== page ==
This is a guest post by Claudia Tavani, a former human rights lawyer and academic from Cagliari, Sardinia. After devoting her life to the protection of cultural identity, in November 2013 Claudia decided to give in to her biggest passion and started traveling around Latin America, hardly stopping since. Blogging came as a natural consequence and Claudia keeps friends and family updated on her site, My Adventures Across The World.
The capital of Cuba, Havana, much like rest of the island nation, is packed with things to do but can be quite expensive for travelers on a tight budget. Given that the United States and Cuba have recently restored diplomatic relations, even more of you might be planning your next trip to the Caribbean’s largest island. Here’s how to start off and explore plenty of things to do in Havana, without spending much more than calories.
First Stop: Verdado
I started my walking tour at the Vedado, because that was where my casa particular (homestay) was located. Verdado is a gorgeous area packed with big colonial homes and beautiful gardens. It actually is considered the greenest area of Havana, as it is so full of trees. I found it very relaxing as it is a very quiet area: there isn’t much traffic. Most people who visit Havana for the first time actually opt to stay in Havana Vieja, but I prefer Verdado as I found it has lots of character and it is not nearly as touristic.
Next: On To Plaza de la Revolución
I don’t mind walking, so from the Vedado I walked several blocks to Plaza de la Revolución. This is a huge square often used for political rallies and gatherings and from where political figures address Cubans. The Plaza hosts the memorial to José Martí, one of the heroes of the Cuban revolution. On the opposite side, there is a huge mural of Ernesto Che Guevara, which his famous motto “Hasta la Victoria Siempre” (Until Victory, Always) painted right below. The image of Camilo Cienfuegos, another one of the heroes of the revolution, has been added on the nearby telecommunications building. I don’t this this square is a perfect example of beauty – quite the opposite in fact. Buildings around it are grey and somewhat oppressive. Yet, I appreciate the political and historical significance of the place.
Third In Line: The Magnificent Capitol Building
Plaza de la Revolución is well out of the centre of Havana, so I bartered a taxi to get to the city center and continue my walking tour. Here, I headed to the Capitolio, which used to be the seat of the government until the Cuban revolution and is now home of the Cuban Academy of Sciences. During the time of my visit, the Capitol building was under being restored, but I could still appreciate the magnificence of the building and its surroundings.
Fourth Stop: Museo de la Revolución
From the Capitol Building, I crossed the small Parque Central and walked along Avenida de las Misiones, and headed to the Museo de la Revolución. If there is one museum that should be visited in Havana, this is the one. I admit I am not a huge fan of museums. However, as a former human rights lawyer I have always had a special interest for the Cuban revolution and the Museo de la Revolución – which is located in the former presidential palace – is perfect to get a better understanding of the history of the country. The collection is huge and there is a lot to read but it was definitely worth my time and the (small) entrance fee.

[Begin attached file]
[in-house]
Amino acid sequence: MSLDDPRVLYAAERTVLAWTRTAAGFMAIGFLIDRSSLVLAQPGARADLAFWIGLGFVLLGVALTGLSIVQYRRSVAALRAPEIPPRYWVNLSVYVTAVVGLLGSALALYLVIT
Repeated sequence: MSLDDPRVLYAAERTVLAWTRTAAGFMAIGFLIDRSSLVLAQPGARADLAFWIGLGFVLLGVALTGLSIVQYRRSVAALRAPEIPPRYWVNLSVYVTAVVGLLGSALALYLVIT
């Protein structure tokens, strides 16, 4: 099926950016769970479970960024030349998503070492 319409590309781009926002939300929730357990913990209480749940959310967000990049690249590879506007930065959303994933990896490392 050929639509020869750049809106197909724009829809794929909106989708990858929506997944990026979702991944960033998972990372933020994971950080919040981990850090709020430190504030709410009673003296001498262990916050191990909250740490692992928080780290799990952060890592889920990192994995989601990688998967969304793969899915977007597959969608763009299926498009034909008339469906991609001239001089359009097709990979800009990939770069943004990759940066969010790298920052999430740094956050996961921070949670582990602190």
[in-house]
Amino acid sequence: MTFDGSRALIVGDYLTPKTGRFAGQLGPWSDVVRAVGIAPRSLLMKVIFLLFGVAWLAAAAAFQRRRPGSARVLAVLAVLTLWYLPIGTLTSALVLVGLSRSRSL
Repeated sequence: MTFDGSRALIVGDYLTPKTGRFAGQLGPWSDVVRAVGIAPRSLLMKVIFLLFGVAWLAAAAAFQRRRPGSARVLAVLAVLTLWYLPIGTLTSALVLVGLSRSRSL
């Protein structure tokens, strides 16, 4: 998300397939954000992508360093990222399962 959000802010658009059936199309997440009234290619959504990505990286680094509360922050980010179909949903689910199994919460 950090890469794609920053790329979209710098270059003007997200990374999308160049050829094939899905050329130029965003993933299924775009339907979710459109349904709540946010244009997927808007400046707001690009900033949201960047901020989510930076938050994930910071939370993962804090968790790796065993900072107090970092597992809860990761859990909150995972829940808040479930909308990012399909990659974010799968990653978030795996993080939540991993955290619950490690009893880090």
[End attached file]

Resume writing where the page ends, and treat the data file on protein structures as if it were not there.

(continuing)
Around The Corner: Havana Vieja
The Museo de la Revolución is really close to Havana Vieja, which was my fifth stop on my personal tour of Havana. A stroll in Havana Vieja took me to the beautiful Plaza de la Catedral (and, not far from it, to La Bodeguita del Medio, where I admit I splurged on a mojito, just to feel a bit Hemingway-like!). Then on to Plaza de Armas where I browsed through the book market before ending up in Plaza Vieja. Even if I did not go inside every single building or museum, it was lovely to walk around and take in the beautiful surroundings.
Snapping: Vintage Cars
Vintage cars are everywhere in Havana, and indeed I snapped pictures of them all around town. While some cars simply looked old to me, I have to say that some were simply gorgeous, shiny and perfectly restored. I stopped at the traffic light at some point and all the cars waiting to pass were vintage ones. I had a lot of fun in spotting them – they are so unique to Cuba, unseen anywhere else, and beautiful to see.
Ending Up On The Malecon
On my way back to Vedado, I walked along the Malecon. Havana’s waterfront is where Havaneros go in the late afternoon to enjoy the fresh ocean breeze, to flirt and gossip. Along the Malecon, I took a detour to visit the Callejón de Hamel, which has some interesting street art, and finally stopped at Hotel Nacional for a sunset cocktail. I guess what impressed me the most when I walked along the Malecon was the smell of the sea, which to me is so familiar and refreshing! The overall atmosphere was very relaxing and very… Cuban!
Have you been to Havana? Do you have any further tips on places to see on a low budget?